DIAGENESIS OF TIGHT-GAS SANDSTONES IN THE LOWER CRETACEOUS DENGLOUKU FORMATION, SONGLIAO BASIN, NE CHINA: IMPLICATIONS FOR RESERVOIR QUALITY
Penghui Zhang1,2, Yong Il Lee2,* and Jinliang Zhang1
1 College of Resources Science & Technology, Beijing Normal University, Beijing 100875, China.
2 School of Earth and Environmental Sciences, Seoul National University, Seoul 151-747, Korea.
* Corresponding author, email@example.com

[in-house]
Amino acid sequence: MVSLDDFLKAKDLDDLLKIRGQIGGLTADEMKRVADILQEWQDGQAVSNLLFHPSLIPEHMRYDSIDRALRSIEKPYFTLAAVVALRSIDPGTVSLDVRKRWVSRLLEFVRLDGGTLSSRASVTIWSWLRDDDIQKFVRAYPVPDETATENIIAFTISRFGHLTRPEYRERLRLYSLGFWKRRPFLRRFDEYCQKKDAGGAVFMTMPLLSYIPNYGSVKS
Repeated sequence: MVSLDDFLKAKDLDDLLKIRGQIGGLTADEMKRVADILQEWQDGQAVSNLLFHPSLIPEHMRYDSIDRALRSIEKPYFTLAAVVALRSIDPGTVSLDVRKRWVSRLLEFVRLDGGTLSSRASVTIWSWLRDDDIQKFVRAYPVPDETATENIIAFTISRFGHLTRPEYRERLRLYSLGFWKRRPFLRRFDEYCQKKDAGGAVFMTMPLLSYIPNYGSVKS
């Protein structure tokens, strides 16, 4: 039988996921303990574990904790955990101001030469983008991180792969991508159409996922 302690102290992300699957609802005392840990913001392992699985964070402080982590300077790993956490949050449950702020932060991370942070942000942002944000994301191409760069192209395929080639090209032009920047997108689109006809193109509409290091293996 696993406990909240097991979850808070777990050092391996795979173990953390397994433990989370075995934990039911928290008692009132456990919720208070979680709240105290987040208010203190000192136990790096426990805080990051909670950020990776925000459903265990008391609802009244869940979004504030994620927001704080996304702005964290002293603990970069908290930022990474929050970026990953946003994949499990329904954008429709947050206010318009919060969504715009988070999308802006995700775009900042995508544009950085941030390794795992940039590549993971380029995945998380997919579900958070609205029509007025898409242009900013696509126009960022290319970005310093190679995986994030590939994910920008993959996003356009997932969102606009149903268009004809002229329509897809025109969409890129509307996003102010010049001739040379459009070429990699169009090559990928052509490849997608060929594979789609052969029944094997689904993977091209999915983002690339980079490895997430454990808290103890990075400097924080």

Non-marine tight-gas sandstones have not been studied intensively in terms of diagenesis and reservoir-quality evaluation. This paper investigates the sandstones in the Lower Cretaceous Denglouku Formation in the Songliao Basin, NE China, which comprise a tight reservoir for natural gas. Core samples of the sandstones were obtained from eight wells located in two gasfields and were described in terms of lithology and sedimentology with the aid of wireline log interpretation; other data included thin section petrography, and X-ray diffraction analyses and scanning electron microscopy. The sandstones mainly comprise moderate- to well-sorted, fine- to medium-grained feldspathic litharenites deposited in braided fluvial to braid-delta settings under warm, arid to semi-arid climatic conditions. Diagenetic processes which have affected the sandstones include compaction and cementation by calcite, dolomite, ferroan calcite, quartz, chlorite and illite. Porosity characteristics of the sandstones are closely linked to depositional facies, and the sandstones can be divided on the basis of sediment textures and depositional facies into three groups which have distinctive diagenetic features. The best reservoirs are represented by relatively coarse-grained sandstones deposited in braid-delta mouth bars and distributary channels and braided fluvial channels; these sandstones have relatively high porosity (up to 5%) and contain large amounts of chlorite and illite pore-lining cements but relatively minor carbonate cement. A reservoir quality prediction model is proposed and incorporates textural, depositional and diagenetic attributes. The model will help to identify sweet spots in non-marine tight-gas sandstones elsewhere, and will contribute to more effective field development.
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